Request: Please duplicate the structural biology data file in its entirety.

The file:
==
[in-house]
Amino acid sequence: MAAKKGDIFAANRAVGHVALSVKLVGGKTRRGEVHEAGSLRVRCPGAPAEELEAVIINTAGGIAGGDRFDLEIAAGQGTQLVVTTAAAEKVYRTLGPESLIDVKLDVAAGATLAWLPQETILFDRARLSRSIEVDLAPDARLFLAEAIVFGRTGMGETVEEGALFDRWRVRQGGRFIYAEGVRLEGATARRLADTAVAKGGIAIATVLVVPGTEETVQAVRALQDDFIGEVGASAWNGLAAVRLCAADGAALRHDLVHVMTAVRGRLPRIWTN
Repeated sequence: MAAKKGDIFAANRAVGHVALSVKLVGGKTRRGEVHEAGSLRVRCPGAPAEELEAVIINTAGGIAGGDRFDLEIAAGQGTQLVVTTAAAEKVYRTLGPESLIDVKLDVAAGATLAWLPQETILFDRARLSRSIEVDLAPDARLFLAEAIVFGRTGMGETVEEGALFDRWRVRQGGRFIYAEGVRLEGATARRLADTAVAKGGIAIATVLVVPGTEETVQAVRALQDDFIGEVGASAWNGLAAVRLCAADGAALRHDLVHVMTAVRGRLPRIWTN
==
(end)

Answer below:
[in-house]
Amino acid sequence: MAAKKGDIFAANRAVGHVALSVKLVGGKTRRGEVHEAGSLRVRCPGAPAEELEAVIINTAGGIAGGDRFDLEIAAGQGTQLVVTTAAAEKVYRTLGPESLIDVKLDVAAGATLAWLPQETILFDRARLSRSIEVDLAPDARLFLAEAIVFGRTGMGETVEEGALFDRWRVRQGGRFIYAEGVRLEGATARRLADTAVAKGGIAIATVLVVPGTEETVQAVRALQDDFIGEVGASAWNGLAAVRLCAADGAALRHDLVHVMTAVRGRLPRIWTN
Repeated sequence: MAAKKGDIFAANRAVGHVALSVKLVGGKTRRGEVHEAGSLRVRCPGAPAEELEAVIINTAGGIAGGDRFDLEIAAGQGTQLVVTTAAAEKVYRTLGPESLIDVKLDVAAGATLAWLPQETILFDRARLSRSIEVDLAPDARLFLAEAIVFGRTGMGETVEEGALFDRWRVRQGGRFIYAEGVRLEGATARRLADTAVAKGGIAIATVLVVPGTEETVQAVRALQDDFIGEVGASAWNGLAAVRLCAADGAALRHDLVHVMTAVRGRLPRIWTN